Post Packer, Imran became a true role model as fast bowler, captain, and glamour boy. Without him would we have had Wasim Akram and Waqar Younis? Probably yes, but in the way they developed, probably not. Without Imran, Wasim and Waqar would we have Shoaib Akhtar and Mohammad Asif? I guess not. It is interesting how many Indian fast bowlers also point to Wasim, in particular, as a role model.
All of which leads me to a troublesome conclusion. If you accept my hypothesis about the power of role model, what example are Shoaib and Asif setting? Shoaib’s unprofessional attitude has become legend, and an intermittent maestro is an unsatisfactory role model. Both of them have been tainted by the drugs scandal. Under a new captain, coach, and reprieve from the Court of Arbitration for Sport, Pakistan cricket has the look of somebody who has cheated the electric chair: bewildered euphoria.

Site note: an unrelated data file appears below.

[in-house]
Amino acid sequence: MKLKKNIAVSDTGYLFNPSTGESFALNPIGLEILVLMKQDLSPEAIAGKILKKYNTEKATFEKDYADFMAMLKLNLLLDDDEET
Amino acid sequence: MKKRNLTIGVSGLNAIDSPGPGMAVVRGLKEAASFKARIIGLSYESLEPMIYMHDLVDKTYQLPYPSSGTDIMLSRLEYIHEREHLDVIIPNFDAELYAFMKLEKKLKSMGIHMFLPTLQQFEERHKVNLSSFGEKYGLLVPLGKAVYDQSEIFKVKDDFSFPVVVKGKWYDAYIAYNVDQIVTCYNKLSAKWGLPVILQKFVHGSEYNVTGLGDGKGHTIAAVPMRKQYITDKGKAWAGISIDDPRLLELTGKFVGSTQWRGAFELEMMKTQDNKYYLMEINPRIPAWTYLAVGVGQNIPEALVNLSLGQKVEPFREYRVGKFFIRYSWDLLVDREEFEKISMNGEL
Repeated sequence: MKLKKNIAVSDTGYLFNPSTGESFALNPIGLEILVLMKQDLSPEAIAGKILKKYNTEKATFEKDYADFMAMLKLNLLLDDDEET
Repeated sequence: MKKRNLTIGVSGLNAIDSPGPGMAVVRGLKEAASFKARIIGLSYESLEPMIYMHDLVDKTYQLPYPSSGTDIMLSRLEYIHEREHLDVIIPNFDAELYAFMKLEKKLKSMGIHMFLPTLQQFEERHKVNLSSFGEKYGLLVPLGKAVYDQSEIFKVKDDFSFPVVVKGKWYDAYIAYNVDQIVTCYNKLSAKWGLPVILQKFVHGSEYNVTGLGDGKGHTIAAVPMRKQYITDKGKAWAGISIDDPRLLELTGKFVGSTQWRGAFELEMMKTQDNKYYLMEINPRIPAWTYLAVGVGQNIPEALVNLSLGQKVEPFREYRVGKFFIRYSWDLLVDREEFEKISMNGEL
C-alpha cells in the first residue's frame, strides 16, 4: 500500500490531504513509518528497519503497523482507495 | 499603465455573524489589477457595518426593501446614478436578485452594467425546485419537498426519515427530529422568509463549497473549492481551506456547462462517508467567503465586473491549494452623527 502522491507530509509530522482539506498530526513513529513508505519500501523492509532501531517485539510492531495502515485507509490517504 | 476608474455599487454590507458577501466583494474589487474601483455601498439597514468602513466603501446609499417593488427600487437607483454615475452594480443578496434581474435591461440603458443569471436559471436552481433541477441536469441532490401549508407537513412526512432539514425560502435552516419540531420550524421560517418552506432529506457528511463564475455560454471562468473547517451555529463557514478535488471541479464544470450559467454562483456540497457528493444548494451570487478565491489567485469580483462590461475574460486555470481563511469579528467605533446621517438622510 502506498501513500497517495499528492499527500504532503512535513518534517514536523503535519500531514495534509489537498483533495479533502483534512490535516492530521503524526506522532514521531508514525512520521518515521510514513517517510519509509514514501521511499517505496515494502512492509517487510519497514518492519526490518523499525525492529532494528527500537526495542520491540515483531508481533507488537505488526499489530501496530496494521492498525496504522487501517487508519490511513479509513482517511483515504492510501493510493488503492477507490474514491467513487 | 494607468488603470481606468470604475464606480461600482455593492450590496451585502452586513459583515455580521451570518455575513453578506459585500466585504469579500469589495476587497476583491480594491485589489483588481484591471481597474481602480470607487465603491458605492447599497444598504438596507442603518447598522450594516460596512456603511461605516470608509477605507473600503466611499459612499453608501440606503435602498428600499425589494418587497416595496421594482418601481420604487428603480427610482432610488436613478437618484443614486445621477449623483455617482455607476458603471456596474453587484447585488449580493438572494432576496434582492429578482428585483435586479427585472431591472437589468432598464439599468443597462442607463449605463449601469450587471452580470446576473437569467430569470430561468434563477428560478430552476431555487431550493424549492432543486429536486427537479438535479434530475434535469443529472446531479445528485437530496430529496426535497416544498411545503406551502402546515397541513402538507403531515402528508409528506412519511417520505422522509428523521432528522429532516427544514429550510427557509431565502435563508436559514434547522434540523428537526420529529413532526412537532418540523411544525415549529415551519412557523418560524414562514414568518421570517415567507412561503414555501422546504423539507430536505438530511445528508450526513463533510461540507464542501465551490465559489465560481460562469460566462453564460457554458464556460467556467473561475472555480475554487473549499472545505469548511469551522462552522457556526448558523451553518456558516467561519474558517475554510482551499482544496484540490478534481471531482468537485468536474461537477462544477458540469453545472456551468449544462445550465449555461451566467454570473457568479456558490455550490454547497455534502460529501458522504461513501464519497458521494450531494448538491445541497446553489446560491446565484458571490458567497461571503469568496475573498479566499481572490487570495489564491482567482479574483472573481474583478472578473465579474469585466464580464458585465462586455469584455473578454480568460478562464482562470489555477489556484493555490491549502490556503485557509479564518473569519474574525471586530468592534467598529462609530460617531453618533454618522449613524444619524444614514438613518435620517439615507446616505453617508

Shoaib and Asif must now become role models who will inspire their team but also the future fast bowlers of Pakistan, a serious responsibility. We will now discover if they are capable of greatness like the role models who went before them.

History of English cricket


History of English cricket to 1696...

This is a history of cricket from its origins up to the time when it became a major English sport towards the end of the 17th century.